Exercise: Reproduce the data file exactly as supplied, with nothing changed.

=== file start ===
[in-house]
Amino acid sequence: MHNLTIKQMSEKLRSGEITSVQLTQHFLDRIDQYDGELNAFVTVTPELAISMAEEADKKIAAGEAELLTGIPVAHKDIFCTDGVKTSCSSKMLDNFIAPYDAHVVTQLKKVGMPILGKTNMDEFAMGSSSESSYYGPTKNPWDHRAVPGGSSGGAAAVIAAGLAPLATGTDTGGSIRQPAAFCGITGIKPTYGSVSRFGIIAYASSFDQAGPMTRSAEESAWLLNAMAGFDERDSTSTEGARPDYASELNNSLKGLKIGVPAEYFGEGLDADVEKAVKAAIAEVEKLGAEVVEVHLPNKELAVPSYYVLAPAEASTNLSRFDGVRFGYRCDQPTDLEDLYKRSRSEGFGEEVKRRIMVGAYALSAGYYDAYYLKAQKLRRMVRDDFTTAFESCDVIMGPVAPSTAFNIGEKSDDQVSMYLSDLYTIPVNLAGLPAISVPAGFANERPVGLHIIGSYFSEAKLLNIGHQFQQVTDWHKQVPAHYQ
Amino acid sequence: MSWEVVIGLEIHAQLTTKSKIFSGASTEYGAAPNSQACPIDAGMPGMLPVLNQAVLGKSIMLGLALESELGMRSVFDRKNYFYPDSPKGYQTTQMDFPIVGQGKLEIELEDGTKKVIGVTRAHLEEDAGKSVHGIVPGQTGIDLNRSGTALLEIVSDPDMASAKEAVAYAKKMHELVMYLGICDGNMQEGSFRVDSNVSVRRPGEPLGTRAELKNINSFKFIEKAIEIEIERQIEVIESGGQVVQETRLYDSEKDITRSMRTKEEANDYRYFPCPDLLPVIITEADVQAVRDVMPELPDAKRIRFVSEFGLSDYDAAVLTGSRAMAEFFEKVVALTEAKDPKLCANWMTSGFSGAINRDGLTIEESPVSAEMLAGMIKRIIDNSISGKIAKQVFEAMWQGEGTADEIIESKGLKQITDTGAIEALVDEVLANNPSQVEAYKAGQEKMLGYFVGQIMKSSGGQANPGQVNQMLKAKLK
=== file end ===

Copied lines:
[in-house]
Amino acid sequence: MHNLTIKQMSEKLRSGEITSVQLTQHFLDRIDQYDGELNAFVTVTPELAISMAEEADKKIAAGEAELLTGIPVAHKDIFCTDGVKTSCSSKMLDNFIAPYDAHVVTQLKKVGMPILGKTNMDEFAMGSSSESSYYGPTKNPWDHRAVPGGSSGGAAAVIAAGLAPLATGTDTGGSIRQPAAFCGITGIKPTYGSVSRFGIIAYASSFDQAGPMTRSAEESAWLLNAMAGFDERDSTSTEGARPDYASELNNSLKGLKIGVPAEYFGEGLDADVEKAVKAAIAEVEKLGAEVVEVHLPNKELAVPSYYVLAPAEASTNLSRFDGVRFGYRCDQPTDLEDLYKRSRSEGFGEEVKRRIMVGAYALSAGYYDAYYLKAQKLRRMVRDDFTTAFESCDVIMGPVAPSTAFNIGEKSDDQVSMYLSDLYTIPVNLAGLPAISVPAGFANERPVGLHIIGSYFSEAKLLNIGHQFQQVTDWHKQVPAHYQ
Amino acid sequence: MSWEVVIGLEIHAQLTTKSKIFSGASTEYGAAPNSQACPIDAGMPGMLPVLNQAVLGKSIMLGLALESELGMRSVFDRKNYFYPDSPKGYQTTQMDFPIVGQGKLEIELEDGTKKVIGVTRAHLEEDAGKSVHGIVPGQTGIDLNRSGTALLEIVSDPDMASAKEAVAYAKKMHELVMYLGICDGNMQEGSFRVDSNVSVRRPGEPLGTRAELKNINSFKFIEKAIEIEIERQIEVIESGGQVVQETRLYDSEKDITRSMRTKEEANDYRYFPCPDLLPVIITEADVQAVRDVMPELPDAKRIRFVSEFGLSDYDAAVLTGSRAMAEFFEKVVALTEAKDPKLCANWMTSGFSGAINRDGLTIEESPVSAEMLAGMIKRIIDNSISGKIAKQVFEAMWQGEGTADEIIESKGLKQITDTGAIEALVDEVLANNPSQVEAYKAGQEKMLGYFVGQIMKSSGGQANPGQVNQMLKAKLK